Solvation Environments in Porous Ionic Liquids Determine Selectivity in CO2 Conversion to Cyclic Carbonates ?

R Clark and J Avila and MC Gomes and AAH Padua, JOURNAL OF PHYSICAL CHEMISTRY B, 127, 3266-3277 (2023).

DOI: 10.1021/acs.jpcb.2c08788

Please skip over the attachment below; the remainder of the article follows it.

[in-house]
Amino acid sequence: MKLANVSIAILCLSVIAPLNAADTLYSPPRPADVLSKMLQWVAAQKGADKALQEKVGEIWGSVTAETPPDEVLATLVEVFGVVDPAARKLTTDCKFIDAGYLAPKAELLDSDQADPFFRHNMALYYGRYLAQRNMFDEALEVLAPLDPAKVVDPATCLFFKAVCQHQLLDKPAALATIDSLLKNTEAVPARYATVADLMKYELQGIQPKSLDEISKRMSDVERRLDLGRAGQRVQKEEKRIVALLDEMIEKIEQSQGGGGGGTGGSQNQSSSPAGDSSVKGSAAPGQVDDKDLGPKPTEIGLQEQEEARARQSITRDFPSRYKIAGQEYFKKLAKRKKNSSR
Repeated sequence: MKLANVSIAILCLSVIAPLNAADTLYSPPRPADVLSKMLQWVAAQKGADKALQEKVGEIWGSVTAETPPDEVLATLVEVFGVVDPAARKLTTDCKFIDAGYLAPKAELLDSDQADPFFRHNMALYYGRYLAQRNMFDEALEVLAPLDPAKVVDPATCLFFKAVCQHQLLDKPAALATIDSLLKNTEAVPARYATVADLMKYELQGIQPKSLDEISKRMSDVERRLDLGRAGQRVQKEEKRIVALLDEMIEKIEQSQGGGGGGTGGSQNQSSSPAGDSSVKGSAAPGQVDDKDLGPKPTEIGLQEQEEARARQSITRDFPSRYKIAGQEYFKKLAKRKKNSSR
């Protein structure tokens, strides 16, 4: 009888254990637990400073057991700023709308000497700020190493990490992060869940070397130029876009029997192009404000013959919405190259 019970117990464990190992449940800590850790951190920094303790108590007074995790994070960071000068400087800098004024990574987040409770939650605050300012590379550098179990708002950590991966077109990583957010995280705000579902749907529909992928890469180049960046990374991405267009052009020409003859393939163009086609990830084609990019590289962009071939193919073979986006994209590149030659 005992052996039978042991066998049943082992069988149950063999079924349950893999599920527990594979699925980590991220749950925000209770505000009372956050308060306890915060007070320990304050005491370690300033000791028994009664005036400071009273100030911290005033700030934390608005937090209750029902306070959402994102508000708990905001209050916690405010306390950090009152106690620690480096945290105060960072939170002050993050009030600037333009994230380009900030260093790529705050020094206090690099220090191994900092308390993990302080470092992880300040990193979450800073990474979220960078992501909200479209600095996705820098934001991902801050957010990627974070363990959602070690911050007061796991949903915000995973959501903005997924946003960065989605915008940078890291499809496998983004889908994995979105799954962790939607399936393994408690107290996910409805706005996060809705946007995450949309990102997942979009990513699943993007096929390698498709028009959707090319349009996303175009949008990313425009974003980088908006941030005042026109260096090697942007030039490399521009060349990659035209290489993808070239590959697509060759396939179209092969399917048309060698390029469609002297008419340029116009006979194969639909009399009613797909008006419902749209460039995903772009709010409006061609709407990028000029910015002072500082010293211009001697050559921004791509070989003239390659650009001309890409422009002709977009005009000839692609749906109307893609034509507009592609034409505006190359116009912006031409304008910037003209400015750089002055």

Porous ionic liquids, which are suspensions of nanoporous particles in ionic liquids that maintain permanent porosity, are effective and selective media for the conversion of styrene oxide into styrene carbonate, absorbing CO2 Zhou et al. Chem. Commun. 2021,57, 7922-7925. Here we elucidate the mechanism of selectivity using polarizable molecular dynamics simulations, which provide a detailed view on the structure of the porous ionic liquid and on the local solvation environments of the reacting species. The porous ionic liquids studied are composed of tetradecyltrihexylphos-phonium chloride, or P66614Cl, and the ZIF-8 zinc-methylimidazolate metal-organic framework (MOF). The CL&Pol polarizable force field was extended to represent epoxide and cyclic carbonate functional groups, allowing the ionic liquid, the reactants, and the MOF to be all represented by fully flexible, polarizable force fields, providing a detailed description of interactions. The presence of reactant and product molecules leads to changes in the structure of the ionic liquid, revealed by domain analysis. The structure of local solvation environments, namely, the arrangement of charged moieties and CO2 around the epoxide ring of the reactant molecules, clearly indicate ring-opening the reaction mechanism. The MOF acts as a reservoir of CO2 through its free volume. The solute molecules are found in the accessible outer cavities of the MOF, which promotes reaction of the epoxide with CO2 excluding other epoxide molecules, thereby preventing the formation of oligomers, which explains the selectivity toward conversion to cyclic carbonates.

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